The FSF are very proud to announce that we’ve been jointly nominated, along with Stoke City, for the JUSTICE/Liberty Human Rights Award of 2009. This is for “support of football supporters returned to Stoke from Manchester without reason which led to an out-of-court settlement and an apology from the Greater Manchester Police (GMP) for mistreatment.”
This nomination is the culmination of 12 months hard work by our volunteers – well done to all involved, you know who you are!
Congratulations are also in order to Stoke City who backed their supporters when many other clubs would have chosen to turn the other cheek by underwriting fans’ legal costs to the tune of £20,000.
FSF chair Malcolm Clarke will attend tonight’s (Thursday December 10th) award ceremony along with Amanda Jacks, who leads our work around policing and stewarding, and Stoke City chief executive Tony Scholes.
Fellow nominees in the Human Rights Award category are the Aegis Trust & Redress who campaign to gain justice for victims of genocide and the Gurkha Justice Campaign whose work led to retired British Army Gurkhas being accorded settlement rights, education and health care within the UK. Remember Joanna Lumley sticking it to the government?
Our nomination has its roots in events which took place in November 2008 when we heard from Stoke fan Lyndon Edwards who told us of some shocking treatment he’d received at the hands of GMP.
Lyndon had been on his way to Old Trafford to see his team play when, along with around 80 other Stoke fans, he called into a pub en route to the ground. It was a relatively subdued atmosphere until officers from GMP showed up and told everyone present that, like it or lump it, they were going back to Stoke.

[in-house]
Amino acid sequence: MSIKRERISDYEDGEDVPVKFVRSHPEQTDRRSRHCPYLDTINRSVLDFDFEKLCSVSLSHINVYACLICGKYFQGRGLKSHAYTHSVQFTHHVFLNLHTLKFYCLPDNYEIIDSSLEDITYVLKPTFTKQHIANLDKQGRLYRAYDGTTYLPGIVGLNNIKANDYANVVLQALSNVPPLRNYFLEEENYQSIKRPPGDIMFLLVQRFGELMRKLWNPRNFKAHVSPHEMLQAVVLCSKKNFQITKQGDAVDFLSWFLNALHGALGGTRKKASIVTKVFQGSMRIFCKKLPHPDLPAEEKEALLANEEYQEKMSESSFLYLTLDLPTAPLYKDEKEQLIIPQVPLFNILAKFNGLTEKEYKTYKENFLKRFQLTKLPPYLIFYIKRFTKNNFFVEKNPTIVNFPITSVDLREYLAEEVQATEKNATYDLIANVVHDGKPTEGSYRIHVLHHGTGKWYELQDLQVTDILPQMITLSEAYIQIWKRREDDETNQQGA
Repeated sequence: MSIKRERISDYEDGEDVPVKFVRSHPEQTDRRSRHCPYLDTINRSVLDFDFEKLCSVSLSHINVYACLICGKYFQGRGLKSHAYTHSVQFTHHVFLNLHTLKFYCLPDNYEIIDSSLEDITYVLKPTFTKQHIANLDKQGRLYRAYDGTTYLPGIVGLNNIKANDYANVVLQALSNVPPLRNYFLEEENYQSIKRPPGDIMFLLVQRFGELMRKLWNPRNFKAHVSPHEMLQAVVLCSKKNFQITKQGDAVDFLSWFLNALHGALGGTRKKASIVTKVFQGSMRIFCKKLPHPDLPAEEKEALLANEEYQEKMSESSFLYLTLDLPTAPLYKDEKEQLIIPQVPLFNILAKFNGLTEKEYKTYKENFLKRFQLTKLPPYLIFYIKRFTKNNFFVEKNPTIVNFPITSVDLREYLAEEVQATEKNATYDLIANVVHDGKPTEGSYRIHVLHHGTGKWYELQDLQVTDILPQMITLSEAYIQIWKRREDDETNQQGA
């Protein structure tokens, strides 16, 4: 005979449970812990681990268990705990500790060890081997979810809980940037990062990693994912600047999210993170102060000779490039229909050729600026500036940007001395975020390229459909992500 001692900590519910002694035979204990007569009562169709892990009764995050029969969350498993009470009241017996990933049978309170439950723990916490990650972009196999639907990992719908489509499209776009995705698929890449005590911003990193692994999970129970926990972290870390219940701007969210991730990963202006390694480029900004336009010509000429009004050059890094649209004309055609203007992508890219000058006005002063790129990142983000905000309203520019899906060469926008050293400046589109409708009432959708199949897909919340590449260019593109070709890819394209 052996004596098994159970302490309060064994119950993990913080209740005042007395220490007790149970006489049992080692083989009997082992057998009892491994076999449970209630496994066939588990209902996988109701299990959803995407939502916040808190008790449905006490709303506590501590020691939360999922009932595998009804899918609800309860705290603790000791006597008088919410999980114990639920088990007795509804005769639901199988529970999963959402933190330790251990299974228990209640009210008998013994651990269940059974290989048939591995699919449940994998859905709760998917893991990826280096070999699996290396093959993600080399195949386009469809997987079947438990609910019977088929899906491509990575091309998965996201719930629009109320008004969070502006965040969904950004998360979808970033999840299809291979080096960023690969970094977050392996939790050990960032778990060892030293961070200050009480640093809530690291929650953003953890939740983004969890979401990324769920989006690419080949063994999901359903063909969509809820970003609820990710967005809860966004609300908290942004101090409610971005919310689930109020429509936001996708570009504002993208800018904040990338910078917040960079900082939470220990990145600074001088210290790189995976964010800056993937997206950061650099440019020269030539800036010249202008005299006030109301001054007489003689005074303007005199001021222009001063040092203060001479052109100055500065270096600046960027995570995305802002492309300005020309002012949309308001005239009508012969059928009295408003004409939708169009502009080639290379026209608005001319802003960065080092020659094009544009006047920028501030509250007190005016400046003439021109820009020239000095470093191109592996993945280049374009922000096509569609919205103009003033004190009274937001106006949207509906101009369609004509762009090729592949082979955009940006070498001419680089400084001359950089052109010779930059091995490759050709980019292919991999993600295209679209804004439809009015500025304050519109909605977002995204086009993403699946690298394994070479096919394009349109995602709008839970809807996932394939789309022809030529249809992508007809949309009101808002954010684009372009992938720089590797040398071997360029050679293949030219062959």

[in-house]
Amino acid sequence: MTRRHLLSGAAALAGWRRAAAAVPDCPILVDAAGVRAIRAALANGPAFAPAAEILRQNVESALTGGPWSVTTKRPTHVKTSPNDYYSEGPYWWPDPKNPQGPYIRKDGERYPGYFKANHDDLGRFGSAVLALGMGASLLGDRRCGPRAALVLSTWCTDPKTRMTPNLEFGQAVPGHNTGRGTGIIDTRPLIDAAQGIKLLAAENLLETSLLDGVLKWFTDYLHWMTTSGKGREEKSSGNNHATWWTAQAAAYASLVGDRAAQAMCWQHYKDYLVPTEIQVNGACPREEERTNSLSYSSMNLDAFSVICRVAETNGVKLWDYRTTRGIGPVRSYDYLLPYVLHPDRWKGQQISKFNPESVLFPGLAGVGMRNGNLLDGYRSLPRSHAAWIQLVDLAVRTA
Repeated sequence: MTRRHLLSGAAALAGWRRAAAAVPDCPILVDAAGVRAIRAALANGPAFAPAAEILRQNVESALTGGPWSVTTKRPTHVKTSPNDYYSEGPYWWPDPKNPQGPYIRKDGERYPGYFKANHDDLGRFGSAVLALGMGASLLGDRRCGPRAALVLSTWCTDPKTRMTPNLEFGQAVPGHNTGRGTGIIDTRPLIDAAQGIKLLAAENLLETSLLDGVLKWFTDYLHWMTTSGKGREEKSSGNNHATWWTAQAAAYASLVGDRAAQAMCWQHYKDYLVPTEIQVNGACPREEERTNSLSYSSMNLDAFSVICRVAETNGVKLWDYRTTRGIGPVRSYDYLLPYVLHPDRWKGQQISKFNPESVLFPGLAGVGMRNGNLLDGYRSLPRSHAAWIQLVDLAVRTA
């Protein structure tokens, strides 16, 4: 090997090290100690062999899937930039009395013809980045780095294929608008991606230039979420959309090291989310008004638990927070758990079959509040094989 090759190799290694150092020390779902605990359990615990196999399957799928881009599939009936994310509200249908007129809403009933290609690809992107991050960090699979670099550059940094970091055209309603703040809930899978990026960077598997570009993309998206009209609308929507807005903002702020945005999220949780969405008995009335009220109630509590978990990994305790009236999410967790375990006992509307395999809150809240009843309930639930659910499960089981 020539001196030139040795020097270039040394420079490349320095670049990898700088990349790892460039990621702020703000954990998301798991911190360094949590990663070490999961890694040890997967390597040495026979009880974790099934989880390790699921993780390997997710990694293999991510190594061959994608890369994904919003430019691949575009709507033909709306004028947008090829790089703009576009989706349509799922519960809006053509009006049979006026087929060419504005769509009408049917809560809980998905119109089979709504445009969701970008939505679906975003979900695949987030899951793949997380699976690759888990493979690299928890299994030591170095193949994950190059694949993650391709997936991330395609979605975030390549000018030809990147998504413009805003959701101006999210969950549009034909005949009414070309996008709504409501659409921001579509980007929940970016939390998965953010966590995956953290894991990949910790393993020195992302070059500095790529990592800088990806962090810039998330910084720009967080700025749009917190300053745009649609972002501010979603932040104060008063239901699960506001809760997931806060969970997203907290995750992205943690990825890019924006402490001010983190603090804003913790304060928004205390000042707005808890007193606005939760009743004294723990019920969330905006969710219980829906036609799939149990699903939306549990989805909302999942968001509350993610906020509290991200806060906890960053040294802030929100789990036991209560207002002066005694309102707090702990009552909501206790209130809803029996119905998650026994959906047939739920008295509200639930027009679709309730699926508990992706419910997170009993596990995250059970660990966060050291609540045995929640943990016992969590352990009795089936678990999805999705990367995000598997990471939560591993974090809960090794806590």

Fans were herded on to coaches, deprived of toilet facilities, told to urinate into cups and forced back to Stoke in horrible conditions. There’d be no match, no refund and little in the way of human rights. Resist the order and it was a night in the cells for you, son.
GMP claimed this was perfectly acceptable as Section 27 from the Violent Crime Reduction Act of 2006 entitled them to do so.
Here at the FSF we take up hundreds of complaints every year on behalf of supporters but this one even caught us by surprise. Section 27, what was that? We’d never heard of it, was there more to this?
We spoke to various Stoke fans that had been there and each told us the same thing without fail – there’d not even been a hint of trouble.
So we phoned the pub’s landlord and asked him.
He told us the supporters had been well behaved and he’d be delighted to have them back, in fact, he’d even put on sandwiches for them next time. Hardly sounds like a riot was about to start does it?
In the following weeks we heard from more and more fans, including a group from Plymouth Argyle who’d received some equally shocking treatment at the hands of South Yorkshire Police, all telling us they’d been served with Section 27 orders.
The evidence we heard concerned us so much that we got in touch with civil rights group Liberty, whose solicitors took up the case, and launched the Watching Football Is Not A Crime! campaign.
After a long legal battle, seven months after the initial event, GMP admitted their use of Section 27 had been unlawful, apologised and paid out compensation to many of the Stoke fans present including £2,750 to Lyndon Edwards.
The success of this case shows that supporters do not have to unquestioningly accept this type of treatment – when fans stand together we can make a difference.